In a letter, SAU-NAA President John T. Larkins said that alumni nationwide have denounced the firing of Williams, who over 48 years at the university won 39 national titles in indoor and outdoor track and field, and was named coach of the 2004 United States’ Track and Field national team.

Coach Williams is no newcomer to the University, having dedicated his career and his life to our beloved University, with more than 50 years of service, during which time he brought recognition and esteem to Saint Augustine’s. When people speak of Saint Augustine’s University the first thing they mention is our outstanding track team and Olympic coach, the “winningest” coach in the NCAA. The despicable firing was cruel and thoughtless, and Board leadership knew or should have known that this would become a public issue. Coach Williams is known in Raleigh/Wake County, North Carolina, the United States and internationally.

But in a statement released this afternoon, university officials said that negotiations with Williams to realign his role within the athletic department were refused.

Saint Augustine’s University (SAU) deeply appreciates the contributions of Coach George Williams over the last 52 years.  His achievements as a world-class track coach are unquestionable with both a winning record at SAU and as the US Olympic Team track coach. He has left an indelible mark on SAU’s track program, students, and colleagues.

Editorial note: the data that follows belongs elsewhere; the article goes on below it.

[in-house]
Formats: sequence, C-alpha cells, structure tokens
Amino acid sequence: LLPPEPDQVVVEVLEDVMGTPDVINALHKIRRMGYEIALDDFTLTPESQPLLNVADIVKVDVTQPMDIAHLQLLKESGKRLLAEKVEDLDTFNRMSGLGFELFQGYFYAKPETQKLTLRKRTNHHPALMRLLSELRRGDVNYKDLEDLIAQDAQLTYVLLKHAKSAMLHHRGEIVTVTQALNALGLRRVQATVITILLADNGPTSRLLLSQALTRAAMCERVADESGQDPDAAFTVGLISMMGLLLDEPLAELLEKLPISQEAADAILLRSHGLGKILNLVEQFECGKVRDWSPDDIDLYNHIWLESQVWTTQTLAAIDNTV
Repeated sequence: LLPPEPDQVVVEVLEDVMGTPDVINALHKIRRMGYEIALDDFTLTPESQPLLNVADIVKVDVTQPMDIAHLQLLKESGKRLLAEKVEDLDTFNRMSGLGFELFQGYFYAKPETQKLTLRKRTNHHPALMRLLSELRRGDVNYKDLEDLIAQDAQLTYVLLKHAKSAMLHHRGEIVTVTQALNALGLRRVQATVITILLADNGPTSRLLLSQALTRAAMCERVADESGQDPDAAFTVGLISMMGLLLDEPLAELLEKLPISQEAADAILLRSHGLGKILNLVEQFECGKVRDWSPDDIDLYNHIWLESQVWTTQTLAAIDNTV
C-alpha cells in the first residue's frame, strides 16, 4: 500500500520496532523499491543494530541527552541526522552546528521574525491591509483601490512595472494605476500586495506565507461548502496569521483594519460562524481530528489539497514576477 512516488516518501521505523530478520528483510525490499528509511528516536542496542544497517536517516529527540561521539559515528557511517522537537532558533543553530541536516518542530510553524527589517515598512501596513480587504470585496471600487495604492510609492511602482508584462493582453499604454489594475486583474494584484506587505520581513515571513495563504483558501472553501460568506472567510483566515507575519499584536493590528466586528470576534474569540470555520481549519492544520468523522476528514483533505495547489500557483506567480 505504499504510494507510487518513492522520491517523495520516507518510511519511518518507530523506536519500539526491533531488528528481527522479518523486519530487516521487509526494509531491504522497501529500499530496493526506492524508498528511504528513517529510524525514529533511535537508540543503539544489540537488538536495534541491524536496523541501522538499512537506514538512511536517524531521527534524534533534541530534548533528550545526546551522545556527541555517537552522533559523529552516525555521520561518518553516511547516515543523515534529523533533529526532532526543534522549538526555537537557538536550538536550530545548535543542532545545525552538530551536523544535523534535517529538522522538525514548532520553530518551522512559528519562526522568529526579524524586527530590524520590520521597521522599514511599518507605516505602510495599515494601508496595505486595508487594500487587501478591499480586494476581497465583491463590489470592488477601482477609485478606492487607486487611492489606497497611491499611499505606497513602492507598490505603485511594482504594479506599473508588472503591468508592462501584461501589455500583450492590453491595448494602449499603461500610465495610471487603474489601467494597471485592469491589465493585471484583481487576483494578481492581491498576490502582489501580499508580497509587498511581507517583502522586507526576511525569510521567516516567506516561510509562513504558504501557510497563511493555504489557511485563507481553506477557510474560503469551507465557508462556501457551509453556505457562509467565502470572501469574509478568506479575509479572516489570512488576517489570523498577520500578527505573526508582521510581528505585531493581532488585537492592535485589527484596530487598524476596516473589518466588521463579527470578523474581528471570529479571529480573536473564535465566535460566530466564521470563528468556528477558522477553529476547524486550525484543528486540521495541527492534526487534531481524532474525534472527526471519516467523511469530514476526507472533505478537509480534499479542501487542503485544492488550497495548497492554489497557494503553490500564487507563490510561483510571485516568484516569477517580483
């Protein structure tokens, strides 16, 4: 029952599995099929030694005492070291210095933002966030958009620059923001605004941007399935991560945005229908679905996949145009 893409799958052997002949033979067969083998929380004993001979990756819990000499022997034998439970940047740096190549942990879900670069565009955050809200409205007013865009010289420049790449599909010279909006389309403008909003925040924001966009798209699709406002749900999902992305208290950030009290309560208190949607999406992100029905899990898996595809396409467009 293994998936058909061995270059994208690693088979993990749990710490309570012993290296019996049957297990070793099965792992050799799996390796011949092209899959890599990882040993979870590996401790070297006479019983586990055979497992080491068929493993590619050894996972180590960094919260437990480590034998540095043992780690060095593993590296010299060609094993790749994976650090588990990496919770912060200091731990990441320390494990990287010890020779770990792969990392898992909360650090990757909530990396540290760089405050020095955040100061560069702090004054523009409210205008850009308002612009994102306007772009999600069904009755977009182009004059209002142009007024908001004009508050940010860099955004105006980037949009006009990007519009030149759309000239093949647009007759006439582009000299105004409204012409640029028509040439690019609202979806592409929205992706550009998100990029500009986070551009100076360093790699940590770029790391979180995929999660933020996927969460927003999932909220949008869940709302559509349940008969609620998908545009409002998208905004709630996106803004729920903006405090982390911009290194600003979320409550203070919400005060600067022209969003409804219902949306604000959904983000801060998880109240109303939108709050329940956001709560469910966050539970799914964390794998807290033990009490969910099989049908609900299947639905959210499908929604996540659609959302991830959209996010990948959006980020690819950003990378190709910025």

While SAU’s track program continues to perform at a championship level, other areas of SAU’s athletic programs need significant development and focus. SAU administration determined that a more robust athletic program with an expanded capacity across multiple sports categories and attracting more regional and national events to our campus needs to be cultivated under new leadership initiatives.

The university has been in negotiations with Coach Williams since March 2020. He was offered the opportunity to continue his service at St. Augustine's as Head Coach of the SAU Falcons track team and to be honored with the lifetime appointment as Athletic Director Emeritus with a continuity of consulting with the athletics program. He declined the offer.  We sincerely appreciate his service and wish him all the best as he moves forward.